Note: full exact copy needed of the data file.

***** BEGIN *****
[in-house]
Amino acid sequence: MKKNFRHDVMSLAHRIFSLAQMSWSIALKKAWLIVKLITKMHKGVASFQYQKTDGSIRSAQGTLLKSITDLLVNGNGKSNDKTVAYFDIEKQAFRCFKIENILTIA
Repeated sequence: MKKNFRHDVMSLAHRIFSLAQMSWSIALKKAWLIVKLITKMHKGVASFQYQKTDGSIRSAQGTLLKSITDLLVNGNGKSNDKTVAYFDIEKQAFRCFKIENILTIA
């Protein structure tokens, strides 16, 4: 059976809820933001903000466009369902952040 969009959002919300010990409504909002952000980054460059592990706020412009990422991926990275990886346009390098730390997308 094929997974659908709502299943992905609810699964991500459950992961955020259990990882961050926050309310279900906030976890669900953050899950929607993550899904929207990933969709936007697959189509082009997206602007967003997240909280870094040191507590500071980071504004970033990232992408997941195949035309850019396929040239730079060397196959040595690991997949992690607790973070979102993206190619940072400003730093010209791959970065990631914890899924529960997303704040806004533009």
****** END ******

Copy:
[in-house]
Amino acid sequence: MKKNFRHDVMSLAHRIFSLAQMSWSIALKKAWLIVKLITKMHKGVASFQYQKTDGSIRSAQGTLLKSITDLLVNGNGKSNDKTVAYFDIEKQAFRCFKIENILTIA
Repeated sequence: MKKNFRHDVMSLAHRIFSLAQMSWSIALKKAWLIVKLITKMHKGVASFQYQKTDGSIRSAQGTLLKSITDLLVNGNGKSNDKTVAYFDIEKQAFRCFKIENILTIA
């Protein structure tokens, strides 16, 4: 059976809820933001903000466009369902952040 969009959002919300010990409504909002952000980054460059592990706020412009990422991926990275990886346009390098730390997308 094929997974659908709502299943992905609810699964991500459950992961955020259990990882961050926050309310279900906030976890669900953050899950929607993550899904929207990933969709936007697959189509082009997206602007967003997240909280870094040191507590500071980071504004970033990232992408997941195949035309850019396929040239730079060397196959040595690991997949992690607790973070979102993206190619940072400003730093010209791959970065990631914890899924529960997303704040806004533009």